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August 1, 2014 | 5th Av 5774

Standing guard

Galilee Diary #440, May 5, 2009

Marc J. Rosenstein

Asher did not dispossess the inhabitants of Acco or the inhabitants of Sidon, Ahlab, Achzib, Helbah, Aphik, and Rehob. So the Asherites dwelt in the midst of the Canaanites, the inhabitants of the land, for they did not dispossess them.
     -Judges 1:31-32

We have been running a series of two-day seminars for participants in pluralistic pre-army preparatory programs ("leadership academies") that have become popular in recent years (a year of intensive study and service between high school and the army). The seminar consists of a day exploring and studying Yodfat, where the Jews fought to the death in the first battle of the great revolt (67 CE), and a day in Zippori, where we signed a surrender agreement before the revolt started. The focus is on understanding the values implicit in these two responses. The two days involve hiking, meetings with archaeologists, text study in situ, simulations, an encounter with an actor representing a character from the period, etc. Seeking a cheap place for groups to camp near Zippori, we found our way to the hilltop outpost of Joel Zilberman, who was happy to give us a place in return for the kids' listening to his story and helping him with shifts of guard duty over night. And it is an interesting story, which I heard along with the kids in the first of our groups to visit, last week:

Joel, a twenty-something who recently finished his army service as an officer in a combat unit, grew up on Moshav Zippori, where his family are farmers, raising cattle on grazing lands they lease in the area. He attended a pre-army preparatory program before the army, and came out imbued with idealism and the desire to "make a difference" in Israeli society, to rebel against the materialistic mainstream. He became drawn into the ongoing struggle of his family and neighbors against rustlers and land-usurpers from the neighboring Arab villages. These local gangs have been a constant nuisance for years, and there was a feeling that the police were either uninterested or incompetent to deal with what had become a serious economic issue. Taking a cue from the history of the area – where the famous land-watchman Alexander Zeid stood against vandals and rustlers in the 20s and 30s – Joel set up a camp on a hilltop and began to let the marauders know that someone was watching, reporting license numbers, taking a stand. He is a charismatic speaker and blends together the rhetoric of old-time Zionism, Jewish philosophy, and social change; soon he had started a movement of volunteers who set up land-watch patrols like his in various hotspots around the country. The kids I was with were happy to sign up for their guard shifts; another group's counselors refused the invitation to stay there, feeling they were participating in a political manipulation.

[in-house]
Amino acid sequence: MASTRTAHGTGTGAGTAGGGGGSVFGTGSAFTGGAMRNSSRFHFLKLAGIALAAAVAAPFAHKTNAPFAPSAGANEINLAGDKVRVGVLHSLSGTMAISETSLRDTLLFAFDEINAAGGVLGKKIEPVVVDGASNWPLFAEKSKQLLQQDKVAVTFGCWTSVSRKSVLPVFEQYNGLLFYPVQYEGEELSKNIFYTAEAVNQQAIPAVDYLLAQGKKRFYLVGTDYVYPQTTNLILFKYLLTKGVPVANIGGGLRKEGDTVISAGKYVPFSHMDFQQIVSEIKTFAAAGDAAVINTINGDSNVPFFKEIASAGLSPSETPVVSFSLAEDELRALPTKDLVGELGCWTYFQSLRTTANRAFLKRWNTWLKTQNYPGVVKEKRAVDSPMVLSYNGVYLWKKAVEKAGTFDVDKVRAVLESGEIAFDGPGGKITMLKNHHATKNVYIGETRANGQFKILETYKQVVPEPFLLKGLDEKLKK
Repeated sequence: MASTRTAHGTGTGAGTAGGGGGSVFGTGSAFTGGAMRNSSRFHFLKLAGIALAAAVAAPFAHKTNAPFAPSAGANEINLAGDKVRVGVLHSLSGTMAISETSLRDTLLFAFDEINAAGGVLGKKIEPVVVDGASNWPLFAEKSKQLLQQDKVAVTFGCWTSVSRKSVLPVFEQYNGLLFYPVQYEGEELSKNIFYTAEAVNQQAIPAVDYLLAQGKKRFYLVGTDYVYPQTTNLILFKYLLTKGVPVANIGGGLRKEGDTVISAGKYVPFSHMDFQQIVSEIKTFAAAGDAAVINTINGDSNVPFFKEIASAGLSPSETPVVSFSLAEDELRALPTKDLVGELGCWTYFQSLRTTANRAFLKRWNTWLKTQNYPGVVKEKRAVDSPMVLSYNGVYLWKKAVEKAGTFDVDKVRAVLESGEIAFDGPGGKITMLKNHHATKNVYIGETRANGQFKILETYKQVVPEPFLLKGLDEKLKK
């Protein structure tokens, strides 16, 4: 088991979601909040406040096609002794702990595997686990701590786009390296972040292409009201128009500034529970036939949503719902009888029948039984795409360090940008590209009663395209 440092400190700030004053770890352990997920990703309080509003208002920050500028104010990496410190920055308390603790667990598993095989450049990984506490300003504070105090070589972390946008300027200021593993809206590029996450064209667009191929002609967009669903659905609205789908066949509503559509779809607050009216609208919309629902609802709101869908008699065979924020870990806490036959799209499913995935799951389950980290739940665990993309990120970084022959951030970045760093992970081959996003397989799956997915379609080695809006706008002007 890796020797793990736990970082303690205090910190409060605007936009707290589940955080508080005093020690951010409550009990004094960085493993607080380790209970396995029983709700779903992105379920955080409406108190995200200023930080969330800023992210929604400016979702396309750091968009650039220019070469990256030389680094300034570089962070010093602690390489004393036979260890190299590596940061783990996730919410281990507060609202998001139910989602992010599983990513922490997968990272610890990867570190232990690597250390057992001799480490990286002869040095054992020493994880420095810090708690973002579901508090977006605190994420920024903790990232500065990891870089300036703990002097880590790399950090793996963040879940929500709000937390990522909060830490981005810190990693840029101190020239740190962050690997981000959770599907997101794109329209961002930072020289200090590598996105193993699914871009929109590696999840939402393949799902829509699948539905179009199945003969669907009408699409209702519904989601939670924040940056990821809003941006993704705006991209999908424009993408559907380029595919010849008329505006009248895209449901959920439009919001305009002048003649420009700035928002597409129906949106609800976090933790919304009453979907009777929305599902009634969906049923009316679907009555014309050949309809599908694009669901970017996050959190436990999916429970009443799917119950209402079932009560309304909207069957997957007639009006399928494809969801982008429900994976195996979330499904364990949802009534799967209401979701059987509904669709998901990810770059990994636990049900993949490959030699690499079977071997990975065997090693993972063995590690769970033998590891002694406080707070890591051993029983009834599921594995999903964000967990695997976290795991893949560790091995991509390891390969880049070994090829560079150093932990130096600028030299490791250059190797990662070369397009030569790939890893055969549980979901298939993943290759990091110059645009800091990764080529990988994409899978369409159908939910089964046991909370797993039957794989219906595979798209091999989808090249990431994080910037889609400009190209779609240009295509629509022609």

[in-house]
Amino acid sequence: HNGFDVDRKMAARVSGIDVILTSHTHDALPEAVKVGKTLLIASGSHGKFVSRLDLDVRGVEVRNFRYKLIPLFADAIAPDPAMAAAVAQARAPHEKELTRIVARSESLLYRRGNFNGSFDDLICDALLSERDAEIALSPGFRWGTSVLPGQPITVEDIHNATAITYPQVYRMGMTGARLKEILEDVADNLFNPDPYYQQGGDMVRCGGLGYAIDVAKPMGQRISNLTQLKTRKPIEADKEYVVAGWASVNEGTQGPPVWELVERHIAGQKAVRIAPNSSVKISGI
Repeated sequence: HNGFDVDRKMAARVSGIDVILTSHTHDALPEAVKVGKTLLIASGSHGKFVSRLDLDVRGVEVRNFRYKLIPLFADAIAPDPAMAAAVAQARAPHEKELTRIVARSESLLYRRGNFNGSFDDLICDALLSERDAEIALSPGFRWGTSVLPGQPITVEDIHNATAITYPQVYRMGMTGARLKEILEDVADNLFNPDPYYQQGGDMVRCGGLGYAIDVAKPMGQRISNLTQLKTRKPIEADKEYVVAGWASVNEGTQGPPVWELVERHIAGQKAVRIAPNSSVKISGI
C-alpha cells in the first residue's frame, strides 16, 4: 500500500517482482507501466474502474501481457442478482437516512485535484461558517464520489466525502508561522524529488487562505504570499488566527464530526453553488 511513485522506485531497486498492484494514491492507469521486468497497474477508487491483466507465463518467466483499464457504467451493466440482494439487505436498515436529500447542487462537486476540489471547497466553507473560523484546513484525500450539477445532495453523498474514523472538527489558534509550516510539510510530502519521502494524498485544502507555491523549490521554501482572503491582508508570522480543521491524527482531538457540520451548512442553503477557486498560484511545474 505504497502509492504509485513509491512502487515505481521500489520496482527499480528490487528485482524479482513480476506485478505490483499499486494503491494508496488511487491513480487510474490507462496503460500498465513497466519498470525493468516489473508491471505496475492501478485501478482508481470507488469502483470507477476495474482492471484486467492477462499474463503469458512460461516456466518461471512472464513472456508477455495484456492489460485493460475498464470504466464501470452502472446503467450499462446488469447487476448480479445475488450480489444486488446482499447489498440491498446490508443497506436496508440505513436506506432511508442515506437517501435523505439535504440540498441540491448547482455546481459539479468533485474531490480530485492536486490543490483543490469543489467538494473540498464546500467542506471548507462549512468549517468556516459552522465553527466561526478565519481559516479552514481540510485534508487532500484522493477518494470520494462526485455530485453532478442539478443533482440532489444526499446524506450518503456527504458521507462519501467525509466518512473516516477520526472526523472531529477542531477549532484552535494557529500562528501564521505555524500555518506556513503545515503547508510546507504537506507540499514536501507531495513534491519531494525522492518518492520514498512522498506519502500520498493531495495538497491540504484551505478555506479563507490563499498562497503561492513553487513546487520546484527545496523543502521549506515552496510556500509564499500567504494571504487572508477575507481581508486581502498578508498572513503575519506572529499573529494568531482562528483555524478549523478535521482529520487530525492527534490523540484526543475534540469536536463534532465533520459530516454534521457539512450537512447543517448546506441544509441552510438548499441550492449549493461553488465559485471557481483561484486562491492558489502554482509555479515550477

Indeed, the journalists of the right have given Joel very good press: they see him as the embodiment of good old-fashioned Zionist pride, holding on to the Jewish land for Jewish people, as over against the decadent post-Zionists who seem afraid to take a stand against Arab aggression. Others see him as a vigilante wrapping himself in a patriotic flag. Or maybe he is just a citizen taking responsibility for his own property. It does seem to be true that the police are remarkably uninterested in crimes of property - or maybe they're just underfunded and understaffed; add to this an explicit policy of staying out of Arab villages, even to enforce traffic laws. Thus, it is possible to understand frustration, and a sense of injustice, on the part of the victims of this reality. Is this an Arab-Jewish conflict, or a failure of Israel to maintain the rule of law in a fair manner? Is this new movement vigilantism or an expression of a high ideal of self-sacrifice for justice? Standing there on his windswept hilltop, watching a magnificent sunset over the pastoral lower Galilee, it was hard not to be moved by Joel's commitment and ability to articulate it – but it was also, for me at least, impossible to ignore the whole complex of difficult questions raised by his words and actions.

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